I PACKED MY BAG deals with the inscription of private and public memories in everyday objects and is an experiment in how these can serve both as a document and as a material to create new forms and narratives. The title refers to the eponymous memory game in which players enumerate the list of items collected in an imaginary bag in the correct order and take turns adding something new to the list until someone forgets a part or names a wrong order.
I PACKED MY BAG is a series of ceramic sculptures, each built with a vintage East German net bag, once produced in the same factories that also made nets for the fishing industry. Bought on eBay, they now serve as a tool to build new shapes and surface textures for ceramic objects. In the process each bag was filled with clay from the inside, which held the clay in place and adjusted to the size, shape and flexibility of the bag or following imaginary packed objects. After the clay has dried sufficiently, the bag is carefully pulled over without destroying both. The texture of the net shows up as a pattern on the surface of the ceramic vessel. The work enacts a collaborative relationship between solid and liquid material, between permeable and impermeable. The bag contains the clay, and the clay gives it further visibility and function - a container freed from the clear distinction of what contains what and who is holding whom. The ceramics sit in the various colorful net bags somehow reminiscent of oceanic fossils found in fishing nets or strange fashion items. In an exhibition, the work aims to mimic the presentation of typical fashion bags. In addition, they can be presented in a fashion show. The sculptures are bulky, heavy and fragile and suggest utilitarian items or a clothing line entangled with nature, consumption and history, where memory can be understood as a cultural, individual or social material.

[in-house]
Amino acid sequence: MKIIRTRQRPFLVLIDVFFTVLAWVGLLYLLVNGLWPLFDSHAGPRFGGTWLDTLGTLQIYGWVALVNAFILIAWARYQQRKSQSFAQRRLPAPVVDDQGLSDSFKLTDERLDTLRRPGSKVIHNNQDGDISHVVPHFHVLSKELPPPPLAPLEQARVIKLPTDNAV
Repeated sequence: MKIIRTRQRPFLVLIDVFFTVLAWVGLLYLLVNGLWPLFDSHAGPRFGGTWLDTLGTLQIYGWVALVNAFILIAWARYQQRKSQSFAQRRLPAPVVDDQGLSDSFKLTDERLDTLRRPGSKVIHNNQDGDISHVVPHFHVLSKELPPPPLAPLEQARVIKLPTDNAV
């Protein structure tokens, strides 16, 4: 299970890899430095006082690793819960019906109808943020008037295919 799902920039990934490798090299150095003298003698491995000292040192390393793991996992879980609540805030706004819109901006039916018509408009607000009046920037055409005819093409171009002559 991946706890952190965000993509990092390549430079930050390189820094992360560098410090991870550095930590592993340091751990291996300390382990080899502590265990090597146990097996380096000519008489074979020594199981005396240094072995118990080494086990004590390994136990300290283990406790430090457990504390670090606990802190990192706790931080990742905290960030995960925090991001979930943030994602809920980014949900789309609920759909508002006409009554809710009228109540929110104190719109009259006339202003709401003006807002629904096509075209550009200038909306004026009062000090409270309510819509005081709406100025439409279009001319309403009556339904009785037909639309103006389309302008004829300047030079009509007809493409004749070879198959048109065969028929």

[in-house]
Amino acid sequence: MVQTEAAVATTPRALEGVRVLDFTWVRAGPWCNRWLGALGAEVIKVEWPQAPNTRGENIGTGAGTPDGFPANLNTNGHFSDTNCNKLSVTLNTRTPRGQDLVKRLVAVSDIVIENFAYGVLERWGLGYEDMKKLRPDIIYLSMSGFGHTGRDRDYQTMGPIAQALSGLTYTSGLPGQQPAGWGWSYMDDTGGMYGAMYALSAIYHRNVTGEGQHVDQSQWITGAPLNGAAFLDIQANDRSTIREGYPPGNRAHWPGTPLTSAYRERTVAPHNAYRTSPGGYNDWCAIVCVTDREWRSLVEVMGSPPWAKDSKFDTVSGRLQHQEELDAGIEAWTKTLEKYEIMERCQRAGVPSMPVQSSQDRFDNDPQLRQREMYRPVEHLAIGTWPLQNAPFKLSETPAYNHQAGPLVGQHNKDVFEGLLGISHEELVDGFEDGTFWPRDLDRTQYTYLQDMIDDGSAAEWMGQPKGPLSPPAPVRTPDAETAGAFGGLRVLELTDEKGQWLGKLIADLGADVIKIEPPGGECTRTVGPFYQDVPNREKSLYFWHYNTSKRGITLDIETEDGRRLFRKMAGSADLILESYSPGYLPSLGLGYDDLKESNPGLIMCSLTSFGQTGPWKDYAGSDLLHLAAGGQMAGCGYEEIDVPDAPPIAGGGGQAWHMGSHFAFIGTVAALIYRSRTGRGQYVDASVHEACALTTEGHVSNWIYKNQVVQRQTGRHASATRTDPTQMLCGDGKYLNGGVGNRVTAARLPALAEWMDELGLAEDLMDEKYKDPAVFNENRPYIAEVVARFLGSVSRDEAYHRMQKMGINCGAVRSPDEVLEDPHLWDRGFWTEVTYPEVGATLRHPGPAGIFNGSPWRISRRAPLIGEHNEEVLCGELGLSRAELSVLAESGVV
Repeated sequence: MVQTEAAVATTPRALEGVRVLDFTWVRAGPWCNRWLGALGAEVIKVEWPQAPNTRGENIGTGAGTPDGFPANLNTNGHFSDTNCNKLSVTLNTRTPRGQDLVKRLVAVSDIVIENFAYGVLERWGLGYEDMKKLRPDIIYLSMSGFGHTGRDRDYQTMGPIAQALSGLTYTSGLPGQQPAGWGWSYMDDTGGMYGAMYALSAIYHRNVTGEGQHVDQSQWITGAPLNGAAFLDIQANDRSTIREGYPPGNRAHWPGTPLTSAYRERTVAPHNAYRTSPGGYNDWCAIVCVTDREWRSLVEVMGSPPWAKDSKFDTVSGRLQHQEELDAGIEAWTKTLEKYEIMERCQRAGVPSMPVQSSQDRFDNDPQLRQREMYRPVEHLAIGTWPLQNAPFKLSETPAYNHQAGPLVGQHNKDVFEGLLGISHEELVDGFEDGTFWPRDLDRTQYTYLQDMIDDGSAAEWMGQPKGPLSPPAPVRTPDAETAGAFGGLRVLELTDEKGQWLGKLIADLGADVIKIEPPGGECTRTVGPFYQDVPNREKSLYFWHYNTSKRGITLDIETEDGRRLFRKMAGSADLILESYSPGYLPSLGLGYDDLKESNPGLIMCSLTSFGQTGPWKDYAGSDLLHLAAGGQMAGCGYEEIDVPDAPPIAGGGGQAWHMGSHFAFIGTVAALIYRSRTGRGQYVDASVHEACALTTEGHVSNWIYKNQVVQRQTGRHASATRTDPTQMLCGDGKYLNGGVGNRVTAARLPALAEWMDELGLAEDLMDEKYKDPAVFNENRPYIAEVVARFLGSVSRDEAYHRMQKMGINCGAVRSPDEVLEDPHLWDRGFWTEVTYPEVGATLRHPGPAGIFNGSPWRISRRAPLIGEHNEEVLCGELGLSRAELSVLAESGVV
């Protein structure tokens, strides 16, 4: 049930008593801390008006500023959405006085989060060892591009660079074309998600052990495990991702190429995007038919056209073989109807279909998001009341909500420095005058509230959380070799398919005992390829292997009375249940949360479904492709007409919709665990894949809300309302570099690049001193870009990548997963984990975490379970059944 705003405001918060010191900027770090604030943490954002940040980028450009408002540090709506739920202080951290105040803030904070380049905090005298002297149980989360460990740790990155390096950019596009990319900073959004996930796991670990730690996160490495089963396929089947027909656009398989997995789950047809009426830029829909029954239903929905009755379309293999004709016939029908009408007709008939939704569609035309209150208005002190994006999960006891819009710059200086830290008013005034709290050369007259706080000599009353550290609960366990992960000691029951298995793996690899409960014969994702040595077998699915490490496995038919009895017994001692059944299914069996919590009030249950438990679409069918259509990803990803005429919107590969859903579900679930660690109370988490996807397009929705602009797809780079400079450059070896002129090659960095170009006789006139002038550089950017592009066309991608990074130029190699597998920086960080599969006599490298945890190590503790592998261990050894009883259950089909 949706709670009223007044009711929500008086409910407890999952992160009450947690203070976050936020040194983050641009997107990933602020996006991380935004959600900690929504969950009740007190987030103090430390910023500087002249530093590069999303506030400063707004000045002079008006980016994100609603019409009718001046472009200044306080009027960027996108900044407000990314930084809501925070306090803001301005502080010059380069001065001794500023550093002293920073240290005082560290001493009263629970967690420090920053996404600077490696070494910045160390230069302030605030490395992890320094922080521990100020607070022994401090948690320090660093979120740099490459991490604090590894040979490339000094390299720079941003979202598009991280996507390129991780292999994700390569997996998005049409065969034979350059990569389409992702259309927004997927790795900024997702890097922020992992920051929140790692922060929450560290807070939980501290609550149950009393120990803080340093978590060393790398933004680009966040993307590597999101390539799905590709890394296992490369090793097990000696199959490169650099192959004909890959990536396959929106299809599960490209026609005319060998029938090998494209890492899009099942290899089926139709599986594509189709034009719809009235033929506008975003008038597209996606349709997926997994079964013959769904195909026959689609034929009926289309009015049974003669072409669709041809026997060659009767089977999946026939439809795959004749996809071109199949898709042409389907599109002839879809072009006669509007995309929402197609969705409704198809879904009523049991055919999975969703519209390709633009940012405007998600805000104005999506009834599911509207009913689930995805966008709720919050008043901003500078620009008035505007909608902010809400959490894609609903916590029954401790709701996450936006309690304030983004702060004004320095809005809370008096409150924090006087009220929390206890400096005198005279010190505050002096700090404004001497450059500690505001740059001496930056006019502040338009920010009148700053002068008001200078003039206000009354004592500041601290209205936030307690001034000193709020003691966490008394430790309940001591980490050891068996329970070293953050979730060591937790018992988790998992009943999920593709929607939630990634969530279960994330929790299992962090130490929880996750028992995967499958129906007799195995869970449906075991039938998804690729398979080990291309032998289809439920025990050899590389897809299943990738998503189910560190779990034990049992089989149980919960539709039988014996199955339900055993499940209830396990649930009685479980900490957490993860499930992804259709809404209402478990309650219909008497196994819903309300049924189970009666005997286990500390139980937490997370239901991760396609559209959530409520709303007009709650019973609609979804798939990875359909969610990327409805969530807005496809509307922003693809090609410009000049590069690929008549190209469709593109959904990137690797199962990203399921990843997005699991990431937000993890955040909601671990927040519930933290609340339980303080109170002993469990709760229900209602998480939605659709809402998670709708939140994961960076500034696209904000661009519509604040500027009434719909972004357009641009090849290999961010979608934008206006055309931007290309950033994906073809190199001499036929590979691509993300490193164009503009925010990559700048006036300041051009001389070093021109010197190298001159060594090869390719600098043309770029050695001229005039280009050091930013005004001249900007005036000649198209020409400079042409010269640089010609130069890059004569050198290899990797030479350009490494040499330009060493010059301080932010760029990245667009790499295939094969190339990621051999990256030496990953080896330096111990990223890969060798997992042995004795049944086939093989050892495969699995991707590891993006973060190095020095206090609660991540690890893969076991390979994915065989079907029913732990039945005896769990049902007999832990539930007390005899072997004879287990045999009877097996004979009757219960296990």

A quote by Ursula K. Le Guin's
It is hard to tell a really gripping tale of how I wrestled a wild-oat seed from its husk, and then another, and then another, and then another, and then another, and then I scratched my gnat bites, and Ool said something funny, and we went to the creek and got a drink and watched newts for a while, and then I found another patch of oats.... No, it does not compare, it cannot compete with how I thrust my spear deep into the titanic hairy flank while Oob, impaled on one huge sweeping tusk, writhed screaming, and blood sprouted everywhere in crimson torrents, and Boob was crushed to jelly when the mammoth fell on him as I shot my unerring arrow straight through eye to brain.
That story not only has Action, it has a Hero. Heroes are powerful. Before you know it, the men and women in the wild-oat patch and their kids and the skills of makers and the thoughts of the thoughtful and the songs of the singers are all part of it, have all been pressed into service in the tale of the Hero. But it isn’t their story. It’s his.
The first cultural device was probably a recipient.... Many theorizers feel that the earliest cultural inventions must have been a container to hold gathered products and some kind of sling or net carrier.